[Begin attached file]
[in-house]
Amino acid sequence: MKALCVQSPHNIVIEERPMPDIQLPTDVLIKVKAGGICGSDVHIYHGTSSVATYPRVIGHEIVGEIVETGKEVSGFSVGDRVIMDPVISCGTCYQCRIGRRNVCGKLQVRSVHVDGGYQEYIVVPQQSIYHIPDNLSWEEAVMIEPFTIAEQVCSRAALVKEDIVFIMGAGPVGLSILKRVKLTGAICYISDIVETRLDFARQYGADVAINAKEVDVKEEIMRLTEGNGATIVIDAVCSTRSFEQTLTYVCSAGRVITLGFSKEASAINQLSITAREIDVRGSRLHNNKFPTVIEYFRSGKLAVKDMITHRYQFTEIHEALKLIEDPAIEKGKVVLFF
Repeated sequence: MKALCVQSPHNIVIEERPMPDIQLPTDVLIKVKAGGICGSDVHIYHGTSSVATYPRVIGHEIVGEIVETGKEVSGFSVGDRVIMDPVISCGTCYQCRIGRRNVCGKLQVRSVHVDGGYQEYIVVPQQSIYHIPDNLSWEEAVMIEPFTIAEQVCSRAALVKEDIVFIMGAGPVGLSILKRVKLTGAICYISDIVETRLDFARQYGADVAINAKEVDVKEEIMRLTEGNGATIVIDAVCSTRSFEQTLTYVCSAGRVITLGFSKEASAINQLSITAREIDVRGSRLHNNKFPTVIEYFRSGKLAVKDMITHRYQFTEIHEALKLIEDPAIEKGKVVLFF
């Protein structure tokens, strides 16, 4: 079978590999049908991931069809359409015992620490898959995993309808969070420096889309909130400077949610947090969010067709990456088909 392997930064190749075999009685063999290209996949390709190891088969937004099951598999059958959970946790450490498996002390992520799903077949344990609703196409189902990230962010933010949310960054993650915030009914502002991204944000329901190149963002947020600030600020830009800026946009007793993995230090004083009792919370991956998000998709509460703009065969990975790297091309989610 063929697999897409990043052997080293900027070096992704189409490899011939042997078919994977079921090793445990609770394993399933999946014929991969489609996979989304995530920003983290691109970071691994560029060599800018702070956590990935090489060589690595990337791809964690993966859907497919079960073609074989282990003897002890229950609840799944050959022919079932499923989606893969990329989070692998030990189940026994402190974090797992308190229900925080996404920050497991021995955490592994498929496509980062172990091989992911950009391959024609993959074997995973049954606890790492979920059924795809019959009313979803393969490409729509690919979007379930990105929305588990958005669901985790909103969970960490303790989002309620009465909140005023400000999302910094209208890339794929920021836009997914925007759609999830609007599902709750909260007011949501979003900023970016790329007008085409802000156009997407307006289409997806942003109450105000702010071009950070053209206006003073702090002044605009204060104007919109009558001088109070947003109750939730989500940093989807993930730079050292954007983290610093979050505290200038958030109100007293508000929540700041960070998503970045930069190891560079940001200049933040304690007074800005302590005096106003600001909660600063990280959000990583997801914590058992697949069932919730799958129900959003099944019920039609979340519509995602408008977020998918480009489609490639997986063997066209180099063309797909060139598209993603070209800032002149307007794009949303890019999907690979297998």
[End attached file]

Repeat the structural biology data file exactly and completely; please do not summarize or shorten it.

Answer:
[in-house]
Amino acid sequence: MKALCVQSPHNIVIEERPMPDIQLPTDVLIKVKAGGICGSDVHIYHGTSSVATYPRVIGHEIVGEIVETGKEVSGFSVGDRVIMDPVISCGTCYQCRIGRRNVCGKLQVRSVHVDGGYQEYIVVPQQSIYHIPDNLSWEEAVMIEPFTIAEQVCSRAALVKEDIVFIMGAGPVGLSILKRVKLTGAICYISDIVETRLDFARQYGADVAINAKEVDVKEEIMRLTEGNGATIVIDAVCSTRSFEQTLTYVCSAGRVITLGFSKEASAINQLSITAREIDVRGSRLHNNKFPTVIEYFRSGKLAVKDMITHRYQFTEIHEALKLIEDPAIEKGKVVLFF
Repeated sequence: MKALCVQSPHNIVIEERPMPDIQLPTDVLIKVKAGGICGSDVHIYHGTSSVATYPRVIGHEIVGEIVETGKEVSGFSVGDRVIMDPVISCGTCYQCRIGRRNVCGKLQVRSVHVDGGYQEYIVVPQQSIYHIPDNLSWEEAVMIEPFTIAEQVCSRAALVKEDIVFIMGAGPVGLSILKRVKLTGAICYISDIVETRLDFARQYGADVAINAKEVDVKEEIMRLTEGNGATIVIDAVCSTRSFEQTLTYVCSAGRVITLGFSKEASAINQLSITAREIDVRGSRLHNNKFPTVIEYFRSGKLAVKDMITHRYQFTEIHEALKLIEDPAIEKGKVVLFF
């Protein structure tokens, strides 16, 4: 079978590999049908991931069809359409015992620490898959995993309808969070420096889309909130400077949610947090969010067709990456088909 392997930064190749075999009685063999290209996949390709190891088969937004099951598999059958959970946790450490498996002390992520799903077949344990609703196409189902990230962010933010949310960054993650915030009914502002991204944000329901190149963002947020600030600020830009800026946009007793993995230090004083009792919370991956998000998709509460703009065969990975790297091309989610 063929697999897409990043052997080293900027070096992704189409490899011939042997078919994977079921090793445990609770394993399933999946014929991969489609996979989304995530920003983290691109970071691994560029060599800018702070956590990935090489060589690595990337791809964690993966859907497919079960073609074989282990003897002890229950609840799944050959022919079932499923989606893969990329989070692998030990189940026994402190974090797992308190229900925080996404920050497991021995955490592994498929496509980062172990091989992911950009391959024609993959074997995973049954606890790492979920059924795809019959009313979803393969490409729509690919979007379930990105929305588990958005669901985790909103969970960490303790989002309620009465909140005023400000999302910094209208890339794929920021836009997914925007759609999830609007599902709750909260007011949501979003900023970016790329007008085409802000156009997407307006289409997806942003109450105000702010071009950070053209206006003073702090002044605009204060104007919109009558001088109070947003109750939730989500940093989807993930730079050292954007983290610093979050505290200038958030109100007293508000929540700041960070998503970045930069190891560079940001200049933040304690007074800005302590005096106003600001909660600063990280959000990583997801914590058992697949069932919730799958129900959003099944019920039609979340519509995602408008977020998918480009489609490639997986063997066209180099063309797909060139598209993603070209800032002149307007794009949303890019999907690979297998």